Acta Agriculturae Slovenica , Volume 89 (1) – Aug 1, 2007

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Publisher
de Gruyter
Copyright
Copyright © 2007 by the
ISSN
1581-9175
eISSN
1854-1941
DOI
10.2478/v10014-007-0012-z
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Abstract

This is a preliminary communication reporting on a case where the scion of a grafted tomato in a greenhouse crop of Crete became infected by the root­knot nematode Meloidogyne javanica. Key words: greenhouse crop, grafting, nematodes IZVLECEK PRIMER OKUZBE CEPLJENEGA PARADIZNIKA Z NEMATODO Meloidogyne javanica Predhodno porocilo o primeru, da je cepic cepljenega paradiznika v rastlinjaku na Kreti okuzila nematoda Meloidogyne javanica. Kljucne besede: vrtnina v rastlinjaku, cepljenje, nematode 1 INTRODUCTION Grafting vegetables on resistant rootstocks is a mean of controlling root-knot nematodes in areas with intensive land use (Lee, 1994; Greco, 1999; Ioannou, 2001; Kacjan Marsi and Osvald, 2004; Lopez-Perez et al., 2006 ). Despite several grown tomatoes are resistant against the root-knot nematode species Meloidogyne javanica, M. incognita and M. arenaria (Williamson, 1998), the desirable fruit characteristics are not always available in the nematode resistant cultivars. In these cases susceptible varieties with the commercially required characteristics can be grafted onto nematode resistant rootstocks. In Greece the interest in growing grafted Nematology Researcher, PhD., Plant Protection Institute, National Agricultural Research Foundation, PO BOX 2228, 71003, Heraklion, Crete, Greece. e-mail: etzortza@her.forthnet.gr 104 Acta agriculturae Slovenica, 89 - 1, avgust 2007 plants to control root-knot nematodes, especially in greenhouses, has been increased, but published data are available only for cucumber (Giannakou and Karpouzas, 2003). An investigation of a problem observed in a grafted greenhouse tomato crop is described below. 2 MATERIALS AND METHODS In a greenhouse of Crete with known problem of root-knot nematodes, a tomato crop had been established with a susceptible cv. grafted on a resistant rootstock. That was an evaluation of experimental genotypes under the development to become cultivars by a Seed Company. Many plants remained stunted and chlorotic and produced small fruits. Root samples were brought in the lab and examined. 3 RESULTS AND DISCUSSION Several galls were observed on roots deriving from the scion. In contrast, the rootstock was free of galls but small in size (Figure 1). The galls of the scion root were dissected and revealed the presence of several females and egg masses of root-knot nematodes. The population was identified as M. javanica. A A Figure 1. Root galls of M. javanica on a root produced by a scion (A) in a grafted tomato plant. The resistant rootstock (B) remained uninfected. TZORTZAKAKIS, E. A.: A case of infection on the scion of grafted tomatoes ... 105 The certain plants had been planted deeply and the point of grafting was very close to the soil surface or had been covered with soil. The great humidity caused rooting of the scion and this newly produced root became larger than that of the rootstock and as was susceptible, became infected by nematodes. It is hypothesized that the plant was receiving the majority of water and nutrients from the scion's root system and that explains the appearance of symptoms typical of nematode infection. These problems of scion rooting should be avoided at planting taking care so as the grafting point not to be close to soil surface. Furthermore cultivation techniques should prevent the formation of soil piles around the plant stem. The use of grafted tomatoes on resistant rootstocks as a mean of managing nematode populations should be investigated in greenhouse crops of Greece. Rotation of resistant tomato with susceptible has been already proved successful for reducing M. javanica infestations in greenhouse conditions of Crete (Tzortzakakis et al., 2000). Further research is also required in accessing the susceptibility of tomato rootstocks to resistance breaking pathotypes of Meloidogyne, which have been found infecting resistant tomatoes in both field and experimental conditions (Tzortzakakis et al., 1999, 2000, 2005). 4 ACKNOWLEDGMENTS I thank the agronomist Mr N. Koumartzis who drew my attention to the problem. 5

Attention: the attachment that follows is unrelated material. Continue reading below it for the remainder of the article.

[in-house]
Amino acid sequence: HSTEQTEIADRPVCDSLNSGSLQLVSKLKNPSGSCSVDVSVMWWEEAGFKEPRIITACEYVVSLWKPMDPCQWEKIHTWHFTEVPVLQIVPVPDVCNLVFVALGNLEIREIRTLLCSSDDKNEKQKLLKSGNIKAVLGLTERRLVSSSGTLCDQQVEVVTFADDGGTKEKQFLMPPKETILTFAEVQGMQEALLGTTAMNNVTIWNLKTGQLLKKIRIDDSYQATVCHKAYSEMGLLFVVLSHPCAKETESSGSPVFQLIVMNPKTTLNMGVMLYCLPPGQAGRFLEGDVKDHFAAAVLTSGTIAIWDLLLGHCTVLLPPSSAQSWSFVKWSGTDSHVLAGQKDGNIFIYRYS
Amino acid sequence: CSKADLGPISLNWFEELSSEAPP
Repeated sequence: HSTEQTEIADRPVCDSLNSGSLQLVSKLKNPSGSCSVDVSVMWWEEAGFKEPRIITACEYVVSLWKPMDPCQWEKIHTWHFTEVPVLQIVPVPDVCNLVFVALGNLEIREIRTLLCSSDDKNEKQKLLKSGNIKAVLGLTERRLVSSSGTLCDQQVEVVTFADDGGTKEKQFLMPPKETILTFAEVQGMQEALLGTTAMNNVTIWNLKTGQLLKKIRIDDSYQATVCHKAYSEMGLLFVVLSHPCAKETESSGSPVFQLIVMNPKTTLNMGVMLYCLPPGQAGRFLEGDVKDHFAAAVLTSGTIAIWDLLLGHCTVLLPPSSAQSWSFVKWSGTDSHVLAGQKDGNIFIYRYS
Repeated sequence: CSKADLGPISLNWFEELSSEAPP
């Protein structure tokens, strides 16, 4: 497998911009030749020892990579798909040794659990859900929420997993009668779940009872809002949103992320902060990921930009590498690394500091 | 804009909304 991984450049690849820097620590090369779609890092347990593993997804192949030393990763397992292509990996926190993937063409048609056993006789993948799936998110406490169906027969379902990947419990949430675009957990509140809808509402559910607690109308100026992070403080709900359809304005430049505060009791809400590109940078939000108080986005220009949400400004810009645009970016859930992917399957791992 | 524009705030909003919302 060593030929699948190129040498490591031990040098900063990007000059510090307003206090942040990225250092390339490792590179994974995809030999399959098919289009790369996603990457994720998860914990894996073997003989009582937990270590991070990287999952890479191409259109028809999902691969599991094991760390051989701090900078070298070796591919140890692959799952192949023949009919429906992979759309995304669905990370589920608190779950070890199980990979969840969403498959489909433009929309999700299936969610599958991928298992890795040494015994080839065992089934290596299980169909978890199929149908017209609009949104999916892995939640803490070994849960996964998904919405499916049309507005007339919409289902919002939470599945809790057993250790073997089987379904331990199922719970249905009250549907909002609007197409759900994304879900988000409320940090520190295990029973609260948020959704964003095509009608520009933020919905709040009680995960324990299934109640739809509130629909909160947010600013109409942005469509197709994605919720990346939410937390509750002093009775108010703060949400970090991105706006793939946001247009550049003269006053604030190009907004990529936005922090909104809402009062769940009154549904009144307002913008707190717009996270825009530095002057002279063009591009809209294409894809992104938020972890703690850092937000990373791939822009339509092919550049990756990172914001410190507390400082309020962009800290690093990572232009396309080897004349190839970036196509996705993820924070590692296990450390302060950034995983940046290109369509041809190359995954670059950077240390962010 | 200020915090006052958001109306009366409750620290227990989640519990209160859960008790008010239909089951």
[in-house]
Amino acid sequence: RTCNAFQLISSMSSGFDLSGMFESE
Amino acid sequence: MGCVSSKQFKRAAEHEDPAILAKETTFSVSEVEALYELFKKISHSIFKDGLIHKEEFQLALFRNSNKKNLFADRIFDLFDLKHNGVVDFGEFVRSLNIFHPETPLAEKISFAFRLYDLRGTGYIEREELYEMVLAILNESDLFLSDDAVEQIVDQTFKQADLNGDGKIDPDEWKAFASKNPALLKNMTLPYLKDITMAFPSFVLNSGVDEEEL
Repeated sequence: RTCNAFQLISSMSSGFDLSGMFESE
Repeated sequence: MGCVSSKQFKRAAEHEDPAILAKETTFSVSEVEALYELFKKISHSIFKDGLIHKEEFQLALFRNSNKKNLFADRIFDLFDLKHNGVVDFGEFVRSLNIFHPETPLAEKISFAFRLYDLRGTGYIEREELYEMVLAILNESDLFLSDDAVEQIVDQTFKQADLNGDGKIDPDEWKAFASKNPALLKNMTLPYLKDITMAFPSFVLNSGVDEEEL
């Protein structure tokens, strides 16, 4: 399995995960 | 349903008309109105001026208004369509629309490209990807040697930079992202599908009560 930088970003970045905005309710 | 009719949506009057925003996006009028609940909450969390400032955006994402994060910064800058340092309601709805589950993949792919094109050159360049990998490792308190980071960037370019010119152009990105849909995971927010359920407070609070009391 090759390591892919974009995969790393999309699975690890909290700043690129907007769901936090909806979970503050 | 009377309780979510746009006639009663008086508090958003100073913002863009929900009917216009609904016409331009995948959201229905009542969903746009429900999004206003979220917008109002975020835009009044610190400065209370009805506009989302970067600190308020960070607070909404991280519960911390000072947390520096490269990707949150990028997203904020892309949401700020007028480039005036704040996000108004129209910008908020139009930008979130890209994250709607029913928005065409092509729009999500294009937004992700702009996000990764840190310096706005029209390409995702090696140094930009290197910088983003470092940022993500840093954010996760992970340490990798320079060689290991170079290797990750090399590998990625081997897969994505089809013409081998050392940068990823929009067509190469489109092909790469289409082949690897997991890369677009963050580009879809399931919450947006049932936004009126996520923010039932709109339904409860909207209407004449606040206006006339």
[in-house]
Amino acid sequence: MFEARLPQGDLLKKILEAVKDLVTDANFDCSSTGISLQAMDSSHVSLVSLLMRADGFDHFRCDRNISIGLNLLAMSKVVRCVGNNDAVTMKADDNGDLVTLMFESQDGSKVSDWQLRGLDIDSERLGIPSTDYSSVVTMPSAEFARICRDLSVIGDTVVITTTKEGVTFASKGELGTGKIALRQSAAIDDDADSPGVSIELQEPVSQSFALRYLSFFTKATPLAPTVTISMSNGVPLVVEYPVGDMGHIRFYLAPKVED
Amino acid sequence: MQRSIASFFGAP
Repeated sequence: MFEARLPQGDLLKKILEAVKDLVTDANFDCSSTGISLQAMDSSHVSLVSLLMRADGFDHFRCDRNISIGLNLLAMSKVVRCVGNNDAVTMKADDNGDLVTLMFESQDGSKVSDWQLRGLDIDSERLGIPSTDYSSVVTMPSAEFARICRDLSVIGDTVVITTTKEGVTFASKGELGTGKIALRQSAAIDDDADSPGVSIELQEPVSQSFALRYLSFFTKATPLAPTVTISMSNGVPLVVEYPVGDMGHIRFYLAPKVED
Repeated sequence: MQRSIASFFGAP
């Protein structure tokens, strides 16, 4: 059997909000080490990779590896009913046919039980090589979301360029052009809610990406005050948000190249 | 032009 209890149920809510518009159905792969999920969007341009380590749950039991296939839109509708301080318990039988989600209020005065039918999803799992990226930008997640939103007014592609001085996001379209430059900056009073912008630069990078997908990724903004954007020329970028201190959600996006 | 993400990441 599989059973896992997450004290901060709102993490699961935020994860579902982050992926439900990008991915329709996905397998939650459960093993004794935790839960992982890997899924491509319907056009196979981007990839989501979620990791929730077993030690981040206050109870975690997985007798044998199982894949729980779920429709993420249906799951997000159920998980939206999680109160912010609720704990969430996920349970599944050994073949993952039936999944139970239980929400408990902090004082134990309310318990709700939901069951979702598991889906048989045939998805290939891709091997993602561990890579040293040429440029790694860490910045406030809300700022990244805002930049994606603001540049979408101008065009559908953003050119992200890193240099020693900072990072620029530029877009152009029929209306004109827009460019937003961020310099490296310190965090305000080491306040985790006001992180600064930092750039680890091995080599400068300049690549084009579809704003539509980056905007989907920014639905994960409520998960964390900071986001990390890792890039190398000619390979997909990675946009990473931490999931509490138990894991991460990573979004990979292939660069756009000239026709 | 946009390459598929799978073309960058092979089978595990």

Journal

Acta Agriculturae Slovenicade Gruyter

Published: Aug 1, 2007

References